27 September 2008
Vote a woman campaign’ a success – Nonhlanhla
By Fanyana Mabuza
The Programme Manager of the Gender Coordination Unit at the Ministry of Home Affairs is one of the people who is still adamant that the Vote for a woman campaign was a success, even though the desired number of women going to Parliament was not reached.
Nonhlanhla Dlamini said it should be remembered by all that this campaign was a first of its kind in the country and they still managed to hold sensitisation workshops in a 100 communities, where the turnout was impressive.
This is why they hope the seeds they planted in these communities will bear fruition in the 2013 elections.
"I do agree that the outcome was not what we hoped for, but some of the women who had entered the race highlighted what they believed worked against them in both primaries and secondaries." Dlamini said the woman spoke about a number of things among them the fact that woman candidates had only two weeks to campaign. These were the weeks after the primaries, when campaigning was officially allowed. They said the men began campaigning a long time ago, even when campaigning was illegal.
"The women also mentioned the problem of finance, saying they had to ask for money to from their male counterparts (read husbands), while the males held the purse strings and could do anything at any given time.
"They have the cars to ferry locals to and from soccer games. They even have livestock which they can sell and use the money they got to promote their intentions to go to Parliament long before the election race began. Women did not have this kind of opportunities."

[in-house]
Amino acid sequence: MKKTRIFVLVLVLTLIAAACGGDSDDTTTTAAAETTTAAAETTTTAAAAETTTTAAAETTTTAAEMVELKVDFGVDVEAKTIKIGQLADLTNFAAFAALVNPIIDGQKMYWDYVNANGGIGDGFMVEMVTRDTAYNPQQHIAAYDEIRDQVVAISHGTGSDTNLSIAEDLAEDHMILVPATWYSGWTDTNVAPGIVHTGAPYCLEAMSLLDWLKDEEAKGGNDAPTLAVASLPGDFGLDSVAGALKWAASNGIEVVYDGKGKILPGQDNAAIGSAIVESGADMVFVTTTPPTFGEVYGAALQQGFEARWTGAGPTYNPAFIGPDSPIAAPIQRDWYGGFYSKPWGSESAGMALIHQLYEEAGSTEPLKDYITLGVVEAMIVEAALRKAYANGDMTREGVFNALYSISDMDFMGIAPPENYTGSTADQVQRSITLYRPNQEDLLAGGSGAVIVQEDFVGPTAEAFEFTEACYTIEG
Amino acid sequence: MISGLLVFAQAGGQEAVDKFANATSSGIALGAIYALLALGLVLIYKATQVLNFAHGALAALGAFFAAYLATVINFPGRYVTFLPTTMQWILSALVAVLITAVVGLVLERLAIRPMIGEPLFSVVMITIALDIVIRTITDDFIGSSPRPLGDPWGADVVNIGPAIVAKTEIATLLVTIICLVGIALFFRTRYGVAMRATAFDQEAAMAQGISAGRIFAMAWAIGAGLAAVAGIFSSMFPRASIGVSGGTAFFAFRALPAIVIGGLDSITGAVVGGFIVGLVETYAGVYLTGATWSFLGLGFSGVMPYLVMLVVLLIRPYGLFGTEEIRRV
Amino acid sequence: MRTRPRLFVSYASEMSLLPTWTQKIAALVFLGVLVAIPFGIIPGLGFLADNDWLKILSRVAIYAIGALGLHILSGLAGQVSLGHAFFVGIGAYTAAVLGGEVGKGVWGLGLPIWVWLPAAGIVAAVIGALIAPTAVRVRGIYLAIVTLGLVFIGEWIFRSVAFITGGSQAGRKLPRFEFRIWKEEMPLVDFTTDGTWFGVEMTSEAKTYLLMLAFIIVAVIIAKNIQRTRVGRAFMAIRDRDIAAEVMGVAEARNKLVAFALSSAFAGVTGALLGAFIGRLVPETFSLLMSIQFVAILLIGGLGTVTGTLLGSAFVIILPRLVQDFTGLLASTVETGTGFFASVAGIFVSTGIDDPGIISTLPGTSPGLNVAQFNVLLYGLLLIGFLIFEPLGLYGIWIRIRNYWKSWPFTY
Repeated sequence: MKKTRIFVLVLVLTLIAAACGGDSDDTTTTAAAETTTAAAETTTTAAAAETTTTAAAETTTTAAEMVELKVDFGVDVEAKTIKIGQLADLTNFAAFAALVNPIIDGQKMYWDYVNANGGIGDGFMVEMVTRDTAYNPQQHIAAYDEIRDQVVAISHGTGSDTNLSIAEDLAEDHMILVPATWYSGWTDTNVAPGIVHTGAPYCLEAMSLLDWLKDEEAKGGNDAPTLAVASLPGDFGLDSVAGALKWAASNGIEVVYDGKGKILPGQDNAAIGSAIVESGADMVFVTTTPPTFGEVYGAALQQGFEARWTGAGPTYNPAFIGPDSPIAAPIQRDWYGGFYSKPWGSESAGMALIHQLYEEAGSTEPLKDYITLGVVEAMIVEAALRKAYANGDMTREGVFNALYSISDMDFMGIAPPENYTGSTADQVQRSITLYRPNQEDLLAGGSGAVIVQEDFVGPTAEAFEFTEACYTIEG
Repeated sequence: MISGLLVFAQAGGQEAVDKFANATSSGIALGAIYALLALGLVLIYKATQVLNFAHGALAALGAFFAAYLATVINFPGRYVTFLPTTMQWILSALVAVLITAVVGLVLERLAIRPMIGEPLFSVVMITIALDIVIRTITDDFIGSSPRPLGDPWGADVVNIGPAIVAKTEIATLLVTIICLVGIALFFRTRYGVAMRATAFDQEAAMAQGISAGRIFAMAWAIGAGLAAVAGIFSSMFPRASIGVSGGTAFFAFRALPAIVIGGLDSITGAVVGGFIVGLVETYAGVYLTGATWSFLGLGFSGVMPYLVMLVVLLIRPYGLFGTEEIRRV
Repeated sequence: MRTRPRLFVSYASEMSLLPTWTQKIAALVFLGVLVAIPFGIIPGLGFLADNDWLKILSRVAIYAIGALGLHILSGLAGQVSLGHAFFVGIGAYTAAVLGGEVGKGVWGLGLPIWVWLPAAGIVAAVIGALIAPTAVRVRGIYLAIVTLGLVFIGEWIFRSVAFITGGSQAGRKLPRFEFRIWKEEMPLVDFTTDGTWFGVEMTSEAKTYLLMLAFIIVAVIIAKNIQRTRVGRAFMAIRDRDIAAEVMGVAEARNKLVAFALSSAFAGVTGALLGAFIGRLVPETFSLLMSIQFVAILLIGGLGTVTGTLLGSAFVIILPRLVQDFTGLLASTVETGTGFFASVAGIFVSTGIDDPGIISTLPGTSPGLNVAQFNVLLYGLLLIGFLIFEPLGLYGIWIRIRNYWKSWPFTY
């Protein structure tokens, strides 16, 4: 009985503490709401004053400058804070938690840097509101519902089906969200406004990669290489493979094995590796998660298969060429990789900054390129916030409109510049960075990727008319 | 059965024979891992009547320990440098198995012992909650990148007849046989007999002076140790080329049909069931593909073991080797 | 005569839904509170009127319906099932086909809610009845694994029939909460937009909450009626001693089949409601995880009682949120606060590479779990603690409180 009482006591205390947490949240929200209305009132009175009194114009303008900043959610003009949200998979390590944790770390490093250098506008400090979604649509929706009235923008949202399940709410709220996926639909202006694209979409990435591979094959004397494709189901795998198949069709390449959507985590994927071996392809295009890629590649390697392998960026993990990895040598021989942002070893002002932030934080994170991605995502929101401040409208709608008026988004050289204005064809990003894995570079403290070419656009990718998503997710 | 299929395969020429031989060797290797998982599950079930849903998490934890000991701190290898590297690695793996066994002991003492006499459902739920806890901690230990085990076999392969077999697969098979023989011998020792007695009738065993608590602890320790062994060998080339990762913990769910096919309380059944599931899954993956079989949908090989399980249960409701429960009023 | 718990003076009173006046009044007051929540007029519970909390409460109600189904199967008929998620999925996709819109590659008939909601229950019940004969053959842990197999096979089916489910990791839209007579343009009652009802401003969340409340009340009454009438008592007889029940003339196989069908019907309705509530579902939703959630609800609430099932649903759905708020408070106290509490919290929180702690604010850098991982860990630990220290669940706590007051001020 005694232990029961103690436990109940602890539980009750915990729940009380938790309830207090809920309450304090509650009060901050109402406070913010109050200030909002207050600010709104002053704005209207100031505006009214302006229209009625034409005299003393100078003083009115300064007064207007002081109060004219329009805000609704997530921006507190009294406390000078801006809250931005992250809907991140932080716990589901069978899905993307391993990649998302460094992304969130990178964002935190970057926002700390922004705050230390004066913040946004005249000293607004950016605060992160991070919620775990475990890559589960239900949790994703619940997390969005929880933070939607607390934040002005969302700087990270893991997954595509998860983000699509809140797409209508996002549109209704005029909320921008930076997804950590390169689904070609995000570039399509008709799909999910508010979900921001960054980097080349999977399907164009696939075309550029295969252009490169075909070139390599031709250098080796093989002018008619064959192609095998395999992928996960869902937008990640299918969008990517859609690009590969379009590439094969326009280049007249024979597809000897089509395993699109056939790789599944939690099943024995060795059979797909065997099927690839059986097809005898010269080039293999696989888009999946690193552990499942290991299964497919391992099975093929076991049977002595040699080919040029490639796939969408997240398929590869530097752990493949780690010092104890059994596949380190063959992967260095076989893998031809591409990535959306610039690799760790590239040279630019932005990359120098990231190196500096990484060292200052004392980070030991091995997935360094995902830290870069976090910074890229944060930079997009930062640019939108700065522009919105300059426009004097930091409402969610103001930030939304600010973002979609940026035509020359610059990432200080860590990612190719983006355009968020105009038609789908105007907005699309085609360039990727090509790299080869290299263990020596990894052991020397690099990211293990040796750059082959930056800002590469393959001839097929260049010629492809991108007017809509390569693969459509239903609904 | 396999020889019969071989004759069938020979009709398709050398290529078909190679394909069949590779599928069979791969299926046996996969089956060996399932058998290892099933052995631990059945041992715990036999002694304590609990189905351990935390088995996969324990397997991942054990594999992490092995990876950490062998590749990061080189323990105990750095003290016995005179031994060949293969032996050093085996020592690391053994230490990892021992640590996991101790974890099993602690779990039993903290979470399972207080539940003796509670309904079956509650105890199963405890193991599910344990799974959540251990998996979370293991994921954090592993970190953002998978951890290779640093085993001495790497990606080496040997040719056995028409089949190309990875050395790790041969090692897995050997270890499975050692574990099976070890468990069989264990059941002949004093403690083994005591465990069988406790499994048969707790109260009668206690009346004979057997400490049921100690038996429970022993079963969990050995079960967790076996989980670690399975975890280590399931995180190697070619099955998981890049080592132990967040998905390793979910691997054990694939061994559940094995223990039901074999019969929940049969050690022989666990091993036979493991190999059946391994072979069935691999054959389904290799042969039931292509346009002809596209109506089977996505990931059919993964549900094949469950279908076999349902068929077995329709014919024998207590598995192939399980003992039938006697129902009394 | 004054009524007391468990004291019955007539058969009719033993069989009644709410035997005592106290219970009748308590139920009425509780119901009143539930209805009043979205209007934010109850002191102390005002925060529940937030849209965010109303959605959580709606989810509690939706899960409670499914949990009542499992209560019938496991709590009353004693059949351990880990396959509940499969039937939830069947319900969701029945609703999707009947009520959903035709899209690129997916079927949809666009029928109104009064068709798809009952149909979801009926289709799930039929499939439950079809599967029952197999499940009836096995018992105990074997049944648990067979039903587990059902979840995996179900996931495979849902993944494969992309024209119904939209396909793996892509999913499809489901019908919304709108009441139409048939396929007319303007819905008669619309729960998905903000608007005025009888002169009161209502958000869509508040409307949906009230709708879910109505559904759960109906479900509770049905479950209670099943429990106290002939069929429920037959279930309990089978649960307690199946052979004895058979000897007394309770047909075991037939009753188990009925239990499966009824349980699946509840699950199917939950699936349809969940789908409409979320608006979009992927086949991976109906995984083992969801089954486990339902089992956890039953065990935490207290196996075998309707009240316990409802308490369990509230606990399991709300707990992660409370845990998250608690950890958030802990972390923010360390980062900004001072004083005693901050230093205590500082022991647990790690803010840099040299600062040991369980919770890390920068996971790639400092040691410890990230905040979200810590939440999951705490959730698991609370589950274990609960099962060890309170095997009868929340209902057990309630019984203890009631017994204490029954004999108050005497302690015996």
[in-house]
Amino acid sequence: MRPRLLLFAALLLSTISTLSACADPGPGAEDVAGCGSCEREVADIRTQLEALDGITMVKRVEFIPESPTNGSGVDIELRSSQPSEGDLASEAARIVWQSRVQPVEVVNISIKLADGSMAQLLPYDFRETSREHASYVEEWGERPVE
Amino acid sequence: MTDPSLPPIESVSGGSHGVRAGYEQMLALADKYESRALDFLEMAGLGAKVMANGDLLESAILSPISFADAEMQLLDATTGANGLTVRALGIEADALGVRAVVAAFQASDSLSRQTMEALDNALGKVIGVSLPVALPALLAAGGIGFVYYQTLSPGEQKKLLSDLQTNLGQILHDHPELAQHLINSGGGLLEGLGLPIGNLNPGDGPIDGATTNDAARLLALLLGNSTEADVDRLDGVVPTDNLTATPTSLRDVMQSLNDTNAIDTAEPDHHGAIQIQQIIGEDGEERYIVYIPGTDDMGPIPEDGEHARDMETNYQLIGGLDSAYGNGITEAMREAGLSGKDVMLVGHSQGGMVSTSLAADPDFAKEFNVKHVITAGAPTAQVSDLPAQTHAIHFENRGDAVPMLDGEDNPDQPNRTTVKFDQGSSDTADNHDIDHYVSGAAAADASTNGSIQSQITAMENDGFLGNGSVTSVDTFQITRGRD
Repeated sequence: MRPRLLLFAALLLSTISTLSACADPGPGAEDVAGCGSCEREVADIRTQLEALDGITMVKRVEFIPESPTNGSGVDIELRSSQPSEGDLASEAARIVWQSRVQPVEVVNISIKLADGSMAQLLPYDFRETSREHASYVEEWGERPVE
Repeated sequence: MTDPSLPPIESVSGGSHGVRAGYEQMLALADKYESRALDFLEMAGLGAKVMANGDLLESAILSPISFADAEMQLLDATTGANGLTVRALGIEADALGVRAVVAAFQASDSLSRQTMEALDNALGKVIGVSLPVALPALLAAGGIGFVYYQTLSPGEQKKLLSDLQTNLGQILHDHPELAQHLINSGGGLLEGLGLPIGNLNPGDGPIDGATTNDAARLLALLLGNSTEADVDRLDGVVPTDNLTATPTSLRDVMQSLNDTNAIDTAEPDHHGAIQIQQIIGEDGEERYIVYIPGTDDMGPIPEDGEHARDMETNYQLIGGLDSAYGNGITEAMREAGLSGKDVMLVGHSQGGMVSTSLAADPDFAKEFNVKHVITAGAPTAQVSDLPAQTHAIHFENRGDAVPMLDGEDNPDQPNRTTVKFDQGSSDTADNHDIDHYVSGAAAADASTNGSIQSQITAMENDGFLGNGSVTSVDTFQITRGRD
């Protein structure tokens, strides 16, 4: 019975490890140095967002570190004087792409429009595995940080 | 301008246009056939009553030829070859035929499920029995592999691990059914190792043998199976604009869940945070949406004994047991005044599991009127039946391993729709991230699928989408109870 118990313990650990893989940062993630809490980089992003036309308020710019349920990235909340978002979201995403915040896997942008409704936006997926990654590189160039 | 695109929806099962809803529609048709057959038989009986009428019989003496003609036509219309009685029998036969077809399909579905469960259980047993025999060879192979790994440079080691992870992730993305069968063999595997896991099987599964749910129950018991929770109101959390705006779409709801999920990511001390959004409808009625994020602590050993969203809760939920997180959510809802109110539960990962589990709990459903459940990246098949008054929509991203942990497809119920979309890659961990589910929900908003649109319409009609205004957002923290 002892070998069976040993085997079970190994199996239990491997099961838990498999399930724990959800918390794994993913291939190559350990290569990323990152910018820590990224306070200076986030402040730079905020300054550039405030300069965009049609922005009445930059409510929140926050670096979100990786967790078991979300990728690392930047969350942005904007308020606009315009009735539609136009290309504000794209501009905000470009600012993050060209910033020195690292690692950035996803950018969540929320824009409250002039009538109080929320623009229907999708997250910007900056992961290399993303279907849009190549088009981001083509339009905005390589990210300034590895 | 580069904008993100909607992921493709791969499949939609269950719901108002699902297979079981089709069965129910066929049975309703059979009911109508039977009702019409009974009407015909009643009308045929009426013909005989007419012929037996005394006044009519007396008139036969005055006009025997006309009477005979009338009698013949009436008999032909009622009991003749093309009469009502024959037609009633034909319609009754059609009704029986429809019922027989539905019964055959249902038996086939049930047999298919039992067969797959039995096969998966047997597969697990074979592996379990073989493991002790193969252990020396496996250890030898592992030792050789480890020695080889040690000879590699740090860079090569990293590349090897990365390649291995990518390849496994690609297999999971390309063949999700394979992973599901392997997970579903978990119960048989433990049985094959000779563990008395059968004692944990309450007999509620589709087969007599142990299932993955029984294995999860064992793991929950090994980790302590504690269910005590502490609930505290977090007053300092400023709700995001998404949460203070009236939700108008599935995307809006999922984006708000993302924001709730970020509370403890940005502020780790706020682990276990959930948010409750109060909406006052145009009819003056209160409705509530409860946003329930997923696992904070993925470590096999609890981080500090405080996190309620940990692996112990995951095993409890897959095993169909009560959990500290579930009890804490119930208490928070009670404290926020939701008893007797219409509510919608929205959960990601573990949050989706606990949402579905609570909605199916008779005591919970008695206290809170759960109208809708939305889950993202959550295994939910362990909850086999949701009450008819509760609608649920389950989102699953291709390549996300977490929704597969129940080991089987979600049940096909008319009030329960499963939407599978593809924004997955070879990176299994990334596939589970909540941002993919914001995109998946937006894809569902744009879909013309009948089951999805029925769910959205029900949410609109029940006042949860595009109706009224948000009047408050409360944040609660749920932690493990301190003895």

She continued that after passing the primaries, some women received threats, insults and many other derogatory remarks like they were trying to grow male sex organs by trying to make their way into Parliament.
"But we are not fazed as this is a process and can not bear fruit overnight. One important aspect we learnt is that we should begin preparing now for the 2013 election. We should begin mobilising for funds right now and keep up the tempo until the next election. That is the biggest lesson we learnt and we are happy about that and do not mind not reaching our target of bringing more women into Parliament this time around. We do acknowledge that we begun very late. This is a process like trying to convert a person into Christianity and you do not expect results immediately" Dlamini stated.
Statistics showed that in the 2003 elections more women than men voted, with figures showing 119 970 women voters while only 109 703 men voted.
This is one field the 'Vote for Women Campaign' has to work hard on, as women tend to think only men can make their lot better, opting to vote for them rather their own.